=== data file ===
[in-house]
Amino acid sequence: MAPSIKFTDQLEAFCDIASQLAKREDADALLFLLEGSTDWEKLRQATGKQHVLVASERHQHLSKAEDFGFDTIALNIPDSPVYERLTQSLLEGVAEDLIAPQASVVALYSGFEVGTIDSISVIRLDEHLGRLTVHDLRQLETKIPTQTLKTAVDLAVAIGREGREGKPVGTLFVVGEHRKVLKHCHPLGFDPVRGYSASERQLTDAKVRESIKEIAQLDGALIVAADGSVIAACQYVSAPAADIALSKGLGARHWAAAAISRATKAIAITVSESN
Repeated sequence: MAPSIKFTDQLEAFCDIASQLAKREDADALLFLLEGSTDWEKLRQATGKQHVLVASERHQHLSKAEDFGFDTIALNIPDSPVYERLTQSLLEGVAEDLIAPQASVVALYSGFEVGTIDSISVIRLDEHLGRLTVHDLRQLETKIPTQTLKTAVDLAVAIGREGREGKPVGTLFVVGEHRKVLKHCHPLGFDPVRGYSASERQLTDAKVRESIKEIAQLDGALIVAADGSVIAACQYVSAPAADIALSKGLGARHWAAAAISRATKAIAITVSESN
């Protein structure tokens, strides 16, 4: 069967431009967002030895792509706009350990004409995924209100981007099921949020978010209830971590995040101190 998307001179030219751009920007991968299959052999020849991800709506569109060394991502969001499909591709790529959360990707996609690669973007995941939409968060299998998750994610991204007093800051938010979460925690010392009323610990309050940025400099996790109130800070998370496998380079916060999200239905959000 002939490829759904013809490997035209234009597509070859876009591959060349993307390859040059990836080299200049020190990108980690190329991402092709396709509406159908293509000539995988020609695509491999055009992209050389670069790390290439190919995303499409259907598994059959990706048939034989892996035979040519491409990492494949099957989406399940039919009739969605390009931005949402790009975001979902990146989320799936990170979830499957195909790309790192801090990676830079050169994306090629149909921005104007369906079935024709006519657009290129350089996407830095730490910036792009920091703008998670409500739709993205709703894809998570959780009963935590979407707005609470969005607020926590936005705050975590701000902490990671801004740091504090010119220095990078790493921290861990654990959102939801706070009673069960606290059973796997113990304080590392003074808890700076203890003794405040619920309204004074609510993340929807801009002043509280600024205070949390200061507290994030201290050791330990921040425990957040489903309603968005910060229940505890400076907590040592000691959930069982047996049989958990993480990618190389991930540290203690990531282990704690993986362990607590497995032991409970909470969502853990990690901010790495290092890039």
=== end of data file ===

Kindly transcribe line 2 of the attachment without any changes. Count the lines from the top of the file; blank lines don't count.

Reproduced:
Amino acid sequence: MAPSIKFTDQLEAFCDIASQLAKREDADALLFLLEGSTDWEKLRQATGKQHVLVASERHQHLSKAEDFGFDTIALNIPDSPVYERLTQSLLEGVAEDLIAPQASVVALYSGFEVGTIDSISVIRLDEHLGRLTVHDLRQLETKIPTQTLKTAVDLAVAIGREGREGKPVGTLFVVGEHRKVLKHCHPLGFDPVRGYSASERQLTDAKVRESIKEIAQLDGALIVAADGSVIAACQYVSAPAADIALSKGLGARHWAAAAISRATKAIAITVSESN